For more information on the upcoming FCC in-flight changes, head to their website at FCC.gov.

The Latest on Amazon’s Drone Delivery System

droneAfter crushing the competition and creating a new standard of online shopping, mogul retail company Amazon continues to reach new heights. To keep up with their growing sales demand (and to cut back on delivery costs), the company announced it’s looking to drones, a flying delivery device. Rather than a delivery truck stopping from house to house, these small drones carry each package, cutting back on labor, manpower, and transportation resources. Money saved by Amazon, and quicker deliveries for customers – a win-win.

But drones? The devices, which will be known as Amazon Prime Air, are the same flying robot-types used in the military, only less deadly and programed to stop at your front door. Sure it’s creepy, but is it all that inefficient? Packages will likely show up quicker, a giant truck didn’t have to travel miles to deliver a single package, and no more awkward greetings from the delivery guys.

The Timeline

In theory, one could order a package and have it delivered to their door by these robotic devices. The technology is there, all it needs is a shove (and the equipment) to get it going. Legally, however, the plan is a different story. Unmanned aircraft systems – or UAS – are illegal for commercial use. The FAA currently hosts a universal ban across the country.

Thankfully for Amazon, it doesn’t look to stay that way. Just a few weeks ago, the FAA released its plan for allowing UAS for commercial use. By September of 2015, their laws must be put into place, which is a legally bound deadline. In theory, that leaves the world less than two years of computer-delivered goods. And considering those UAS rules apply to all businesses, other companies could enlist their help as well. Pizza deliveries, car parts to stranded motorists, locating lost hikers – the possibilities rely solely on the yet-to-be-determined rules.

For now, it seems as though Amazon has a few safety issues to work out. For instance, making sure their drones don’t land on peoples’ heads. Other areas, such as timelines, battery life (the eight-chopper design takes more power to run), etc. are also being looked at. Which is why they’re happy to have the head start.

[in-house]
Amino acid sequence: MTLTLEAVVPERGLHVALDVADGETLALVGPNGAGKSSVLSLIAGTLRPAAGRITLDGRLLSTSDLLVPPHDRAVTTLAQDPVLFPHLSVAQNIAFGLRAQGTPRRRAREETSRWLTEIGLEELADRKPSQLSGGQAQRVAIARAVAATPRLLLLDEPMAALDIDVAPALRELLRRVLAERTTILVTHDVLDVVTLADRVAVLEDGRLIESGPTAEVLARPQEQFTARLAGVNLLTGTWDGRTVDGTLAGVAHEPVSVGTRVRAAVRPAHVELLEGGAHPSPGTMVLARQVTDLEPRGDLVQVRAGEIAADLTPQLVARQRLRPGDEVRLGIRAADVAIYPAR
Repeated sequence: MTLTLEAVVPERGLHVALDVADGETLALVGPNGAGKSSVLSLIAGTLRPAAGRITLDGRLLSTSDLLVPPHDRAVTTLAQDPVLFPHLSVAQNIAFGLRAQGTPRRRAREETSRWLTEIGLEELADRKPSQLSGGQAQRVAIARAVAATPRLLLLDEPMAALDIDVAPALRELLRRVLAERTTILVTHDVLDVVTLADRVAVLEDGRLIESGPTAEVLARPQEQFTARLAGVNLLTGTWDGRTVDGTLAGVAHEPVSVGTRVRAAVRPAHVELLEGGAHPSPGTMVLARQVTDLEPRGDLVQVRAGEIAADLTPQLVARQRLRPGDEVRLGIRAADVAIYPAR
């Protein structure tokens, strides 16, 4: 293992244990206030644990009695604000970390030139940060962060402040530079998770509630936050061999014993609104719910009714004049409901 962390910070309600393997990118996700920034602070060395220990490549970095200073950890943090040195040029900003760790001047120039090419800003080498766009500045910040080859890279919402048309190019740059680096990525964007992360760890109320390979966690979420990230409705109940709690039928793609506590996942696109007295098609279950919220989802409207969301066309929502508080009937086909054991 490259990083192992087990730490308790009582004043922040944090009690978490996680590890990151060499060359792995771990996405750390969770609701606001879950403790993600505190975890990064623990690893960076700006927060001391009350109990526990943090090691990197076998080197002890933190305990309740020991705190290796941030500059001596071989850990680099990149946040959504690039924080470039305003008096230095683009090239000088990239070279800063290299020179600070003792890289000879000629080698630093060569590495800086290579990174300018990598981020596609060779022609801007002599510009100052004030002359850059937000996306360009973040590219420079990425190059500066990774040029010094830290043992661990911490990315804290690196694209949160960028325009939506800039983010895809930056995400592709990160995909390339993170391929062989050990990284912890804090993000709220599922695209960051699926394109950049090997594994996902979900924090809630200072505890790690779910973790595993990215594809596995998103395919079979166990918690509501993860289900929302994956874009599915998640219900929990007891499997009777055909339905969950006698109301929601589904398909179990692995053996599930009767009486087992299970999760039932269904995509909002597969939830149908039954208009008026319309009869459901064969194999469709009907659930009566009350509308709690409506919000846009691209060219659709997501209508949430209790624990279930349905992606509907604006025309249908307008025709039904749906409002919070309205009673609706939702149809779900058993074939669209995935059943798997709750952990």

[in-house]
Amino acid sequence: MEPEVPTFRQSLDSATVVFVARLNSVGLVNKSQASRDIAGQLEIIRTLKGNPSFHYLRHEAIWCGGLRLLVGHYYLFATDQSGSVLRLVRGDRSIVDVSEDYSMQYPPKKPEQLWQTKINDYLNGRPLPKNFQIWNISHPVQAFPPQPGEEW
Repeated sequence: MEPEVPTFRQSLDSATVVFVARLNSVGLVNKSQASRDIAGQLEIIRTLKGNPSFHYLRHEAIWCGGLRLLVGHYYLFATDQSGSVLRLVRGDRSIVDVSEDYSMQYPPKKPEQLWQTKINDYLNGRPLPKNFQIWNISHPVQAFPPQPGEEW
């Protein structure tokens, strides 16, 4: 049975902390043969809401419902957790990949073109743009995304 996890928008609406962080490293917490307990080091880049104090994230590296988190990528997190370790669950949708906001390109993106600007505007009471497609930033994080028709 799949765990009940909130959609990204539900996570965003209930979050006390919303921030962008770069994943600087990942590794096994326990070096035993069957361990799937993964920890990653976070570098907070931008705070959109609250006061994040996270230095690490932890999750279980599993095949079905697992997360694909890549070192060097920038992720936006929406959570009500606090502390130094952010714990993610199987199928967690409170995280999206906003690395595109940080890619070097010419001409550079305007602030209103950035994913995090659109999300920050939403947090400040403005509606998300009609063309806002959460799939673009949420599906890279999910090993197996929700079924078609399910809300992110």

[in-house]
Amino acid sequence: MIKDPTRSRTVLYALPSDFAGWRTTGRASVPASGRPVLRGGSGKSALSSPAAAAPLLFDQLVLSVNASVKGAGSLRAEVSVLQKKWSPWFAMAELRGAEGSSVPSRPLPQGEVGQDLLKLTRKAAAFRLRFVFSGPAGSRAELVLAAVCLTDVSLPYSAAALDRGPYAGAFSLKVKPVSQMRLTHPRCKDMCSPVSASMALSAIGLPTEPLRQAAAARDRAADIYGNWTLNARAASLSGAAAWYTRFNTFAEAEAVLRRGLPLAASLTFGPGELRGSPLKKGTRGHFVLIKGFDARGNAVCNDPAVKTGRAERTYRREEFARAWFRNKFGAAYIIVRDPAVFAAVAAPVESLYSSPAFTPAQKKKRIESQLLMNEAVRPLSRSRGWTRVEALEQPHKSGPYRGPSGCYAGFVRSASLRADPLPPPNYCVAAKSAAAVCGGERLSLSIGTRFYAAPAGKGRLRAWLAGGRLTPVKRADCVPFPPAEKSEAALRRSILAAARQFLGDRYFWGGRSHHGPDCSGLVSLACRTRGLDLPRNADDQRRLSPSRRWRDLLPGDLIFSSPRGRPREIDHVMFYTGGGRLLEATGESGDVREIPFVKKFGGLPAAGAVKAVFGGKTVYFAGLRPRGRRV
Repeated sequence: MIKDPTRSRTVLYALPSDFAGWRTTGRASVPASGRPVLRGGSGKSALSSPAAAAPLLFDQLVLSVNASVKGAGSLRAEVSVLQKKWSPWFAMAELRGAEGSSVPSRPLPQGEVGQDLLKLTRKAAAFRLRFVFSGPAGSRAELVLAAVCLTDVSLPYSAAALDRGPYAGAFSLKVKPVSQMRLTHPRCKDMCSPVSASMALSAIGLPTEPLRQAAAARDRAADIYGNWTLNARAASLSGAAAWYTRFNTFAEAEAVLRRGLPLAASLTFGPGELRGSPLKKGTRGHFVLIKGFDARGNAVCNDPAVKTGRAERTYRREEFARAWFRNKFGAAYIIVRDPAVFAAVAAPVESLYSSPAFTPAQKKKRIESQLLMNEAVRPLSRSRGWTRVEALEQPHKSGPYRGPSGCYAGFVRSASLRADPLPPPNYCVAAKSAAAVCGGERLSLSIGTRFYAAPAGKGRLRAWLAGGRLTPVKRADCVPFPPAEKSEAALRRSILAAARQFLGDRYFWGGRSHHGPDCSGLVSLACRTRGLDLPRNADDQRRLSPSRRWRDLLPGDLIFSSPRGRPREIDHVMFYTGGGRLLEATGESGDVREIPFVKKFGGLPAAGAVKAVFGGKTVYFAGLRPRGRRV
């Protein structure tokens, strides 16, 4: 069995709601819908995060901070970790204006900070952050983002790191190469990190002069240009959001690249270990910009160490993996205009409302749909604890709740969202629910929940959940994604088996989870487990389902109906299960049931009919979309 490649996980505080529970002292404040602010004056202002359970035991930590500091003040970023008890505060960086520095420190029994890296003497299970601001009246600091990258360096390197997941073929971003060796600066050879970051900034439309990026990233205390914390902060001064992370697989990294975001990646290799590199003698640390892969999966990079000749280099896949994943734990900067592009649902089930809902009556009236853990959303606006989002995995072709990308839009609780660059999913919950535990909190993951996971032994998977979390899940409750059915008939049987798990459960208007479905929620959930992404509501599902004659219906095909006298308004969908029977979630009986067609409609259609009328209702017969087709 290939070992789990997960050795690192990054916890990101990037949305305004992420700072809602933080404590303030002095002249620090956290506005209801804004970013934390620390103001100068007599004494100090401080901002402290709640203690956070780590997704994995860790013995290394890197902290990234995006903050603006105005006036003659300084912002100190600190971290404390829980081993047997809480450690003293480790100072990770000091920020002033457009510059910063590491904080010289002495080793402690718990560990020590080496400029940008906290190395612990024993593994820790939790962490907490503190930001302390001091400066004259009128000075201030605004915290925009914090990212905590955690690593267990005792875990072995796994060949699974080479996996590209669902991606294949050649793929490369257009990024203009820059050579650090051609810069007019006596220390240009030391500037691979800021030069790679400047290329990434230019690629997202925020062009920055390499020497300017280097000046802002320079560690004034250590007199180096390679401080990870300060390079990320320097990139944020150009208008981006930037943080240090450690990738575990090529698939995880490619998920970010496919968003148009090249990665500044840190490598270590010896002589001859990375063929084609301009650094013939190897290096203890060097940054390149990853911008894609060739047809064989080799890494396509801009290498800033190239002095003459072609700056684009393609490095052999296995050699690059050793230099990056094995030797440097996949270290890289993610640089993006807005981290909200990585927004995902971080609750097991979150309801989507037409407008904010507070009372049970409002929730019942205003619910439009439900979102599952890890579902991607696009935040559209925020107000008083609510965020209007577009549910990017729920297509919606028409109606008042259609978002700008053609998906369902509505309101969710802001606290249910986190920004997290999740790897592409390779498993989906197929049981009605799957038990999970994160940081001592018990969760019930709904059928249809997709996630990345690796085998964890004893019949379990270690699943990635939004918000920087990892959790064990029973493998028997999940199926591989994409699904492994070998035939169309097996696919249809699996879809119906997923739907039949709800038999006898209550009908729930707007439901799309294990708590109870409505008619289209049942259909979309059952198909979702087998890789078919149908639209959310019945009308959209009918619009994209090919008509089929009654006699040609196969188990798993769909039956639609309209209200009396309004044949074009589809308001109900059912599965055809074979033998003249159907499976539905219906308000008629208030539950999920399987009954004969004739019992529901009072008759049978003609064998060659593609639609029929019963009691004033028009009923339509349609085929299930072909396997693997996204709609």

Within just a few years, however, it seems as though drone delivery systems could be a reality. Flying boxes, quicker packages, and a giant leap into futuristic technologies.

The Rise of Holiday Light Shows

houseJust a few years ago, the world was in awe as the first creative light show was set to music … at someone’s home. There was music, lights, and a steady beat that meant we couldn’t turn our eyes away. One creative family decided to put a little more effort (and pizzazz) into their regular Christmas light showings, and the idea took off like wildfire. A few news stories, millions of YouTube views, a huge increase in traffic, and now its an ongoing trend. Companies are now creating products to help make the timing easier, and businesses and commercial properties are charging fees to see their own snazzy versions. Like this one on Saks Fifth Avenue that comes with three dimensions.

Years later, and the trend doesn’t seem to be going anywhere.

Now folks are able to synch the music with car stereos as they drive past. (While some opt to play a local radio station.) Patterns are becoming more complex and intricate – even integrating 3D projectors, such as the video above. Lights are coming crisper and clearer, and with the right tools, they can even play to a new song by mimicking the beat. All it takes is a little know-how and the right tools to make it work.

The Equipment

In order to create your own holiday light show at home, a few pieces of equipment are needed, such as light-controlling software, a computer, speakers, extension cords, and the light controllers themselves. Depending on the size and set up, this could easily total into hundreds of dollars, though DIY equipment is also available at a smaller sum.

For those who are less electrically inclined, however, entire kits can now be purchased with everything one needs, such as channel amp controllers, software, and the instructions to make it all work. One of the more popular companies, Light-O-Rama offers these packages in varying sizes so light shows of all intensities can get a solid start.

Whether you create the light show from the ground up, or enlist in the help of a kit to get you started, there’s no doubt the neighborhood will appreciate the efforts. From small-time home shows to elaborate routines plastered on the sides of stories-high buildings, these light shows offer a technology-based bit of holiday cheer. Check out your options today to get started on this growing winter trend.